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Posted on November 6, 2019 at 7:00 AM

Rights of conscience, the moral concept that physicians or other medical providers should be able to choose not to provide or participate in medical treatments which they believe to be morally wrong, continues to be widely debated in our society. A recent article in Vox titled “He needed a gender-affirming procedure. The hospital said no.” Expresses some things that I think are misunderstandings of what this debate is about.

Although it
mentions other faith-based institutions, the article is primarily about the
types of procedures which Roman Catholic hospitals in the United States do not
provide under the Ethical and Religious Directives for Catholic Health Care Services. Throughout the article it is
stated that Roman Catholic hospitals have refused needed care to persons
seeking care in those hospitals. It also raises the concern that people may die
because they are not provided necessary emergency care and care from another
hospital willing to provide the care may be too far away. My main concern with
this article is that there appears to be a misunderstanding about the
distinction between needed and desired treatment. Among the things listed as
needed care are “fertility treatment, gender-affirming care, or tubal ligations.”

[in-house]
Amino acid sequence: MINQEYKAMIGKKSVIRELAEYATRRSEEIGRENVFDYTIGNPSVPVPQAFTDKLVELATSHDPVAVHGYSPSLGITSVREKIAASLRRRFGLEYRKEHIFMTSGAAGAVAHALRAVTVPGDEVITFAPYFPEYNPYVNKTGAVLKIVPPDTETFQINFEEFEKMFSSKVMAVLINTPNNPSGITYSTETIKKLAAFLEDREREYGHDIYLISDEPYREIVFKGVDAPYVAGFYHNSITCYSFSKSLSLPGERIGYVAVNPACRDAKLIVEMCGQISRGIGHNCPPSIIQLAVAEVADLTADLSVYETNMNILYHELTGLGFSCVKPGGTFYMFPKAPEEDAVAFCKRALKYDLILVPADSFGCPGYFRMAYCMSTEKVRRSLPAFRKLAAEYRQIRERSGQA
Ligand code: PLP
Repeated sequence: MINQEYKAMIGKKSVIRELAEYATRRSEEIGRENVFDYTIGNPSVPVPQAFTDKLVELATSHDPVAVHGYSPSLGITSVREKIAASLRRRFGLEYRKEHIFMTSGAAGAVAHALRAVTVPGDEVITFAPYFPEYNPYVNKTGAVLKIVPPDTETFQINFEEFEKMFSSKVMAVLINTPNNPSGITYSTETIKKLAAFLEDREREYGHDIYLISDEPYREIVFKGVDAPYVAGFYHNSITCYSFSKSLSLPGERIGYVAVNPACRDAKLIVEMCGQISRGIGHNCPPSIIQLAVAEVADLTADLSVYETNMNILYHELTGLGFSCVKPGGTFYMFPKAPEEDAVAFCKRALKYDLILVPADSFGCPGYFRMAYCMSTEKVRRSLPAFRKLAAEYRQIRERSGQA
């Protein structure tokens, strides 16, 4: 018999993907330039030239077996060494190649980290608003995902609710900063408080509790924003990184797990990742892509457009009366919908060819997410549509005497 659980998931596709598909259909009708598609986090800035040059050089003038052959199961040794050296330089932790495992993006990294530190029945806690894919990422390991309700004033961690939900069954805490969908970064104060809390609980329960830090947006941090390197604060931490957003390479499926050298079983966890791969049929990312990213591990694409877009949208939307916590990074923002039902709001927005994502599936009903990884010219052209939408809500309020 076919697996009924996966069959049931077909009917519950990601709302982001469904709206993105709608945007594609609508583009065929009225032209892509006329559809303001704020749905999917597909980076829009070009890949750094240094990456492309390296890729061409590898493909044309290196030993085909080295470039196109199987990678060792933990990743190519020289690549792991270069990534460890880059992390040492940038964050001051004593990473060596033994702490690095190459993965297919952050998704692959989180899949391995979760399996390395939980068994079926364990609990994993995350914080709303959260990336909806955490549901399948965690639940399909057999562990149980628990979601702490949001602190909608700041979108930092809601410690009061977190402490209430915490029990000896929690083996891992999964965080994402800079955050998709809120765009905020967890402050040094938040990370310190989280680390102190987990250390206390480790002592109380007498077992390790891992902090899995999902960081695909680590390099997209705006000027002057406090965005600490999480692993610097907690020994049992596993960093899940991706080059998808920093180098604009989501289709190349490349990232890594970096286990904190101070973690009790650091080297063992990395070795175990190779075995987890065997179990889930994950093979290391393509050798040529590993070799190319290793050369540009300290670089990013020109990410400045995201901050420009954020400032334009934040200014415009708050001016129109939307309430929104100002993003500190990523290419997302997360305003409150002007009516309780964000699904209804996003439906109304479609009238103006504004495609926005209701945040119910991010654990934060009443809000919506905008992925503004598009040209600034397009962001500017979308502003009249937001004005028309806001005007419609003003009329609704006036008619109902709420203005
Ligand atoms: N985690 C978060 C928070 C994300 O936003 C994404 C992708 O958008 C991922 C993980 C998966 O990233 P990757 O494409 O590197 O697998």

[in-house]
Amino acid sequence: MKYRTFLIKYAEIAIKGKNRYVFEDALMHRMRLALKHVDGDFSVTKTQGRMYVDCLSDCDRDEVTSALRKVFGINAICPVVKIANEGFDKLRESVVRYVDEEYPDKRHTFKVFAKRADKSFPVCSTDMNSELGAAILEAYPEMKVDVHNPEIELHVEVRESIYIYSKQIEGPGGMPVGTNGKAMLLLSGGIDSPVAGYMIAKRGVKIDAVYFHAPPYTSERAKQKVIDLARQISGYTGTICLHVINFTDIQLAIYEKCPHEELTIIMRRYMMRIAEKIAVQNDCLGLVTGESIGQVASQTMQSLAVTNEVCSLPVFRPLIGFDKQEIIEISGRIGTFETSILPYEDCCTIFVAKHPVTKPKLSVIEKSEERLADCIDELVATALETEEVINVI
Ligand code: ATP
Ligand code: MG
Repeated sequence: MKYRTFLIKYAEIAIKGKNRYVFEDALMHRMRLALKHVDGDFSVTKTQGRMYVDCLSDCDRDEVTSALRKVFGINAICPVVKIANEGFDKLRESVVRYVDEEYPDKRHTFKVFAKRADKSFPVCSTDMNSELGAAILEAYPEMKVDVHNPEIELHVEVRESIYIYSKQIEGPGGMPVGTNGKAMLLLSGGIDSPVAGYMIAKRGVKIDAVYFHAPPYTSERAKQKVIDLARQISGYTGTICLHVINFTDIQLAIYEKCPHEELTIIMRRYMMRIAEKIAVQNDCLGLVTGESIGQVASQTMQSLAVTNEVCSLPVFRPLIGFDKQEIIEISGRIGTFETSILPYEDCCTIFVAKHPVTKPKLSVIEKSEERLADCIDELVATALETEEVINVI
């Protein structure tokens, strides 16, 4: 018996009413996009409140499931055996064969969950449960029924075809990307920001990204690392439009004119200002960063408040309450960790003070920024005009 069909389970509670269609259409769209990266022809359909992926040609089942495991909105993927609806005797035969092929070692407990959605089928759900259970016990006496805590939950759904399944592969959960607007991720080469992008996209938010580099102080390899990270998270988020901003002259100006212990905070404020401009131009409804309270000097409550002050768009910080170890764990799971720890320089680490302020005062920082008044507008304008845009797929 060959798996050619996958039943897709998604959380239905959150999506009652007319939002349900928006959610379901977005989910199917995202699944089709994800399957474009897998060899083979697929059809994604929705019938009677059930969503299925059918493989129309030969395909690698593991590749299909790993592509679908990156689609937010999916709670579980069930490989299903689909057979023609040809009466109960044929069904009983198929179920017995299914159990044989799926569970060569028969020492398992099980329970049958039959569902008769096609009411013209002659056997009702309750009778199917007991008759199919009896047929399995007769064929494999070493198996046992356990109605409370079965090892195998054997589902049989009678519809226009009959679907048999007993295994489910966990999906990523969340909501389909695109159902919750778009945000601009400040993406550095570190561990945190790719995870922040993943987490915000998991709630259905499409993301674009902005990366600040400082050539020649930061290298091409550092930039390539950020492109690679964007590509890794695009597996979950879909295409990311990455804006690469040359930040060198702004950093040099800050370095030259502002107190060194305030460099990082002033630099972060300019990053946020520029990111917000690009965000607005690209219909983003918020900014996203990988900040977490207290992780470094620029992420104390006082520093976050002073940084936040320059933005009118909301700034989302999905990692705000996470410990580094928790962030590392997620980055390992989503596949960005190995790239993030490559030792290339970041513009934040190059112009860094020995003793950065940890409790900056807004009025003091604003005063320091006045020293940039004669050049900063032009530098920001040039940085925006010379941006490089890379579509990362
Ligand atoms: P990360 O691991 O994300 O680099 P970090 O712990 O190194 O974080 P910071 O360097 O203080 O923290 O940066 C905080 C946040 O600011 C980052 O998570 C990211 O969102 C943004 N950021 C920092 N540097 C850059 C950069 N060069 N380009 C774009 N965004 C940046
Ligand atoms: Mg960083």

The article begins with the case in which a Roman Catholic hospital would not
provide an elective hysterectomy to a biologically female person who identified
as being male. The hospital’s reason for not providing this elective surgery
was not because it was desired as a part of the person’s gender transition.
They chose not to provide the surgery because of their belief that removing a
healthy uterus impairs fertility in a way that should not be done.

There is a
difference between desired elective treatments that people may choose to do
even though there is no medical reason why they need to be done and treatment
that is either life-saving or needed for other medical reasons. Such things as
fertility treatments, gender affirming surgeries, tubal ligations, and
abortions are elective treatments that an individual may choose to do but are
not medically necessary. There is an appropriate difference between the
obligation of a physician or hospital to provide medically necessary and
life-saving care and the presumed obligation to provide elective medical
treatments that are desired but not medically necessary.

I am not
Roman Catholic, but I practiced in a Roman Catholic hospital for about 30
years. I served on the ethics committee at that hospital as well. I became very
familiar with the ethical and religious directives and the type of things they
direct Catholic hospitals not to do. These things are elective treatments or
procedures that a person may desire, but which are not medically necessary. I
also became familiar with the important role that Roman Catholic hospitals play
in providing care for the poor and marginalized, many times providing care for
people that other hospitals and physicians would not. Those who think that our
society would be better without Roman Catholic and other faith-based hospitals
are quite mistaken. If those hospitals are forced out of our society by those
who would require them to do anything that anyone requests even when they
believe that those things are wrong, the poor and marginalized in our society
will suffer greatly.

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